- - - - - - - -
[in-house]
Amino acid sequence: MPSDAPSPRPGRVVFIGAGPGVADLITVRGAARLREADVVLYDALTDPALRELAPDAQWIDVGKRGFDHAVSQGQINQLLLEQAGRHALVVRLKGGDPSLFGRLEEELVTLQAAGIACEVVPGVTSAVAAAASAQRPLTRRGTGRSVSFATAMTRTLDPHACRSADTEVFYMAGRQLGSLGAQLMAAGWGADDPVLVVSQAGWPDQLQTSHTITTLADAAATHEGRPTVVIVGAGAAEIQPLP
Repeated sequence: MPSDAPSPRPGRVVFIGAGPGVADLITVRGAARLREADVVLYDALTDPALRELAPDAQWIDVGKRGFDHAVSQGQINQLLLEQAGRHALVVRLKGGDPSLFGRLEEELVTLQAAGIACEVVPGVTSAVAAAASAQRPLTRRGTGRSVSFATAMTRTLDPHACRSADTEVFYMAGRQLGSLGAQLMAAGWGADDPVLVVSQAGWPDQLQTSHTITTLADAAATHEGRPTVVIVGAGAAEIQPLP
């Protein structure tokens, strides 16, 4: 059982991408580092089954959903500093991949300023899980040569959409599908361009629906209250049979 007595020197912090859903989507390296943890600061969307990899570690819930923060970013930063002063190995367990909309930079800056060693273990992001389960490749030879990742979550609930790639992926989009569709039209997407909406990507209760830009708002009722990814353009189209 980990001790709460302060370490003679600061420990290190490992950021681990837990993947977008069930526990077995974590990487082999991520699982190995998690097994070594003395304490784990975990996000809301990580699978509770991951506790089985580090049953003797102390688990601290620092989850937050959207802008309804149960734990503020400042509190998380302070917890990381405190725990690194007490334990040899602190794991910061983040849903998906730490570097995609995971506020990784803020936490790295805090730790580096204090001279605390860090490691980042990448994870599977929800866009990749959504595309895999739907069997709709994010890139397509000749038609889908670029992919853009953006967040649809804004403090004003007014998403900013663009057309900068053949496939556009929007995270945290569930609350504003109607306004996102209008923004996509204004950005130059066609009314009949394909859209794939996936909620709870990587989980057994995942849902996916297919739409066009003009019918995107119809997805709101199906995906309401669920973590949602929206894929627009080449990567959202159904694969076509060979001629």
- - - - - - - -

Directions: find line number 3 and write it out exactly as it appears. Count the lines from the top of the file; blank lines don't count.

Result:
Repeated sequence: MPSDAPSPRPGRVVFIGAGPGVADLITVRGAARLREADVVLYDALTDPALRELAPDAQWIDVGKRGFDHAVSQGQINQLLLEQAGRHALVVRLKGGDPSLFGRLEEELVTLQAAGIACEVVPGVTSAVAAAASAQRPLTRRGTGRSVSFATAMTRTLDPHACRSADTEVFYMAGRQLGSLGAQLMAAGWGADDPVLVVSQAGWPDQLQTSHTITTLADAAATHEGRPTVVIVGAGAAEIQPLP